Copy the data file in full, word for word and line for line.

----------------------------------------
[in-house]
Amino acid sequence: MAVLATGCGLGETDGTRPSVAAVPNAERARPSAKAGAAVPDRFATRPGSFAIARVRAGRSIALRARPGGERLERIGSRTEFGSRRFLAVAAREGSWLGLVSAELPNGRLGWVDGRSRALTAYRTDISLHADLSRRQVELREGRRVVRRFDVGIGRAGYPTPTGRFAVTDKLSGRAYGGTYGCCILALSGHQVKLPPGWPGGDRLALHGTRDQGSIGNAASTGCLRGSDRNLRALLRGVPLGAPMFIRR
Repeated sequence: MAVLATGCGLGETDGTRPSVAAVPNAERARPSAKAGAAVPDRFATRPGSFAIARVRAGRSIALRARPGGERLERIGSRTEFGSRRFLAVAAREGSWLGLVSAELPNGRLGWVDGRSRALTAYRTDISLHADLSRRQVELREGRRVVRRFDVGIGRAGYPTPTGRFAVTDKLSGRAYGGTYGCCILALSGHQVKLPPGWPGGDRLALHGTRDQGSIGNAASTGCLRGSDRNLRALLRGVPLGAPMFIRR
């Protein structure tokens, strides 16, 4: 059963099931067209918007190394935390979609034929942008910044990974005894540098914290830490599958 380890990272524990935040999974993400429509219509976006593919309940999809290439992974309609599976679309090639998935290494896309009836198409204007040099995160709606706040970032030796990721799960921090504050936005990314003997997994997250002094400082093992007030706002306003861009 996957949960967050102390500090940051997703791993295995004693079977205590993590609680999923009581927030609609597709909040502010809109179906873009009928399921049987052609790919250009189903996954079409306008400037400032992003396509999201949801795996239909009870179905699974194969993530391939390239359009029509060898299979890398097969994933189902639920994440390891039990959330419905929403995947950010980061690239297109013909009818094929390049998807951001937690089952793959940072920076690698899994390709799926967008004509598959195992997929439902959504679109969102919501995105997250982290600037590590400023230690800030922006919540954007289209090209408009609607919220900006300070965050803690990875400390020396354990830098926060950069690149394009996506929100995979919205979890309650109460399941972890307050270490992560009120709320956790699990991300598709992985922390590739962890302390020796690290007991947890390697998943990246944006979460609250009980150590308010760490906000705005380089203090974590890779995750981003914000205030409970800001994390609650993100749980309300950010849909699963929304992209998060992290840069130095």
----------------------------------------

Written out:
[in-house]
Amino acid sequence: MAVLATGCGLGETDGTRPSVAAVPNAERARPSAKAGAAVPDRFATRPGSFAIARVRAGRSIALRARPGGERLERIGSRTEFGSRRFLAVAAREGSWLGLVSAELPNGRLGWVDGRSRALTAYRTDISLHADLSRRQVELREGRRVVRRFDVGIGRAGYPTPTGRFAVTDKLSGRAYGGTYGCCILALSGHQVKLPPGWPGGDRLALHGTRDQGSIGNAASTGCLRGSDRNLRALLRGVPLGAPMFIRR
Repeated sequence: MAVLATGCGLGETDGTRPSVAAVPNAERARPSAKAGAAVPDRFATRPGSFAIARVRAGRSIALRARPGGERLERIGSRTEFGSRRFLAVAAREGSWLGLVSAELPNGRLGWVDGRSRALTAYRTDISLHADLSRRQVELREGRRVVRRFDVGIGRAGYPTPTGRFAVTDKLSGRAYGGTYGCCILALSGHQVKLPPGWPGGDRLALHGTRDQGSIGNAASTGCLRGSDRNLRALLRGVPLGAPMFIRR
């Protein structure tokens, strides 16, 4: 059963099931067209918007190394935390979609034929942008910044990974005894540098914290830490599958 380890990272524990935040999974993400429509219509976006593919309940999809290439992974309609599976679309090639998935290494896309009836198409204007040099995160709606706040970032030796990721799960921090504050936005990314003997997994997250002094400082093992007030706002306003861009 996957949960967050102390500090940051997703791993295995004693079977205590993590609680999923009581927030609609597709909040502010809109179906873009009928399921049987052609790919250009189903996954079409306008400037400032992003396509999201949801795996239909009870179905699974194969993530391939390239359009029509060898299979890398097969994933189902639920994440390891039990959330419905929403995947950010980061690239297109013909009818094929390049998807951001937690089952793959940072920076690698899994390709799926967008004509598959195992997929439902959504679109969102919501995105997250982290600037590590400023230690800030922006919540954007289209090209408009609607919220900006300070965050803690990875400390020396354990830098926060950069690149394009996506929100995979919205979890309650109460399941972890307050270490992560009120709320956790699990991300598709992985922390590739962890302390020796690290007991947890390697998943990246944006979460609250009980150590308010760490906000705005380089203090974590890779995750981003914000205030409970800001994390609650993100749980309300950010849909699963929304992209998060992290840069130095």